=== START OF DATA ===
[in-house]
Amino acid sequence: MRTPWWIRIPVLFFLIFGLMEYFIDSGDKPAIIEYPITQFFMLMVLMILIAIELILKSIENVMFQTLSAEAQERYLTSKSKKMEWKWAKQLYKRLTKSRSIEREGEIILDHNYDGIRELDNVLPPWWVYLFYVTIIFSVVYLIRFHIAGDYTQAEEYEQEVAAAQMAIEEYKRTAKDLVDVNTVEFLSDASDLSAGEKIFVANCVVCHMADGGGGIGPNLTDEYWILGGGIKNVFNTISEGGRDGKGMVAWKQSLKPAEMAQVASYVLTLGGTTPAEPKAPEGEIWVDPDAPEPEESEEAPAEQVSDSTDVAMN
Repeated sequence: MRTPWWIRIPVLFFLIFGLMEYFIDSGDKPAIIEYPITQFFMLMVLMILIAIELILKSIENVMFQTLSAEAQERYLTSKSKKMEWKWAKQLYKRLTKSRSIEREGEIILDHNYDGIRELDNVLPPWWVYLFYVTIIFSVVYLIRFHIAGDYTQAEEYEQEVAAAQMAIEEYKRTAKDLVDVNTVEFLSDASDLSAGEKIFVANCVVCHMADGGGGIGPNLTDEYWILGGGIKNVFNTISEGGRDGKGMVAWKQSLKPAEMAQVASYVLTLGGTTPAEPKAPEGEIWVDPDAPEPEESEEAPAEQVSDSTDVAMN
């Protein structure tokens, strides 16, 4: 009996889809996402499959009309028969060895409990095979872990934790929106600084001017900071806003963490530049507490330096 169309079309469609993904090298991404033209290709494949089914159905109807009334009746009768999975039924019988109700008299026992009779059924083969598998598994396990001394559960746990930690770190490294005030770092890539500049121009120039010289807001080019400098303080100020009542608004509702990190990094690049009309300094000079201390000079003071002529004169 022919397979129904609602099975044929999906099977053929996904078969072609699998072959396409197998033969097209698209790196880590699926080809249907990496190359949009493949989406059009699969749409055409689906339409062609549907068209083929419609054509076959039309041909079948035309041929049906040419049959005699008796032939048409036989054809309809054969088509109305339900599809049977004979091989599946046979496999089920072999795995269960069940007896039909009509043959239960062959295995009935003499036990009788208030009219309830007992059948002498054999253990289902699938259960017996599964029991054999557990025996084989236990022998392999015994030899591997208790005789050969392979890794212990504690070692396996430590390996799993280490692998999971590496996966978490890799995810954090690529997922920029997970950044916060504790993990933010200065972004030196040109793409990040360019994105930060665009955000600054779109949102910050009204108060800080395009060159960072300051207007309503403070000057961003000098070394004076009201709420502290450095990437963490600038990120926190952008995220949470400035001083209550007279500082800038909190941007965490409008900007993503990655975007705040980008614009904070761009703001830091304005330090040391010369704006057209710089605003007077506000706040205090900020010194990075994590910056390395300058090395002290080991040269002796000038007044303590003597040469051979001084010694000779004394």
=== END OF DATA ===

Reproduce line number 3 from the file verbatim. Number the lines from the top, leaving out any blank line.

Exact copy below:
Repeated sequence: MRTPWWIRIPVLFFLIFGLMEYFIDSGDKPAIIEYPITQFFMLMVLMILIAIELILKSIENVMFQTLSAEAQERYLTSKSKKMEWKWAKQLYKRLTKSRSIEREGEIILDHNYDGIRELDNVLPPWWVYLFYVTIIFSVVYLIRFHIAGDYTQAEEYEQEVAAAQMAIEEYKRTAKDLVDVNTVEFLSDASDLSAGEKIFVANCVVCHMADGGGGIGPNLTDEYWILGGGIKNVFNTISEGGRDGKGMVAWKQSLKPAEMAQVASYVLTLGGTTPAEPKAPEGEIWVDPDAPEPEESEEAPAEQVSDSTDVAMN